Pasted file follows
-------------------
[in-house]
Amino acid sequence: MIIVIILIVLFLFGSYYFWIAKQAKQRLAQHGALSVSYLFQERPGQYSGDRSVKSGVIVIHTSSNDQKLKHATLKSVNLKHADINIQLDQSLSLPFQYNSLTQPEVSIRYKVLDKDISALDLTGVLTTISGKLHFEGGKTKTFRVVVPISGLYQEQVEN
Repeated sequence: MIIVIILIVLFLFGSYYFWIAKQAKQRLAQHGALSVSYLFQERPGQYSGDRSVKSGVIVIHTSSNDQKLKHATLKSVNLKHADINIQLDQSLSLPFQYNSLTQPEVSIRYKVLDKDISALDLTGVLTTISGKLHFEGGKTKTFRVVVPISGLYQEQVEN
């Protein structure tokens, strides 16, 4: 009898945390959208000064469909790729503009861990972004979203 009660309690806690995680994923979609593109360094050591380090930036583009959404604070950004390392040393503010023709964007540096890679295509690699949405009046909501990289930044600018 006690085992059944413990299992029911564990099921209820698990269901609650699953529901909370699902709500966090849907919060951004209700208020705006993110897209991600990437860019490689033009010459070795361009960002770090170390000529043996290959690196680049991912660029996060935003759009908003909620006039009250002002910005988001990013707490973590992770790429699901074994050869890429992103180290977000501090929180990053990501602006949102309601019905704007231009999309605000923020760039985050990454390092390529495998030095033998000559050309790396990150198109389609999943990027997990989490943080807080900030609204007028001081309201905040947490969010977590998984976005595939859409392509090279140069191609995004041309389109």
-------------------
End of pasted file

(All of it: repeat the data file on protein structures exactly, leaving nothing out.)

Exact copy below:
[in-house]
Amino acid sequence: MIIVIILIVLFLFGSYYFWIAKQAKQRLAQHGALSVSYLFQERPGQYSGDRSVKSGVIVIHTSSNDQKLKHATLKSVNLKHADINIQLDQSLSLPFQYNSLTQPEVSIRYKVLDKDISALDLTGVLTTISGKLHFEGGKTKTFRVVVPISGLYQEQVEN
Repeated sequence: MIIVIILIVLFLFGSYYFWIAKQAKQRLAQHGALSVSYLFQERPGQYSGDRSVKSGVIVIHTSSNDQKLKHATLKSVNLKHADINIQLDQSLSLPFQYNSLTQPEVSIRYKVLDKDISALDLTGVLTTISGKLHFEGGKTKTFRVVVPISGLYQEQVEN
């Protein structure tokens, strides 16, 4: 009898945390959208000064469909790729503009861990972004979203 009660309690806690995680994923979609593109360094050591380090930036583009959404604070950004390392040393503010023709964007540096890679295509690699949405009046909501990289930044600018 006690085992059944413990299992029911564990099921209820698990269901609650699953529901909370699902709500966090849907919060951004209700208020705006993110897209991600990437860019490689033009010459070795361009960002770090170390000529043996290959690196680049991912660029996060935003759009908003909620006039009250002002910005988001990013707490973590992770790429699901074994050869890429992103180290977000501090929180990053990501602006949102309601019905704007231009999309605000923020760039985050990454390092390529495998030095033998000559050309790396990150198109389609999943990027997990989490943080807080900030609204007028001081309201905040947490969010977590998984976005595939859409392509090279140069191609995004041309389109």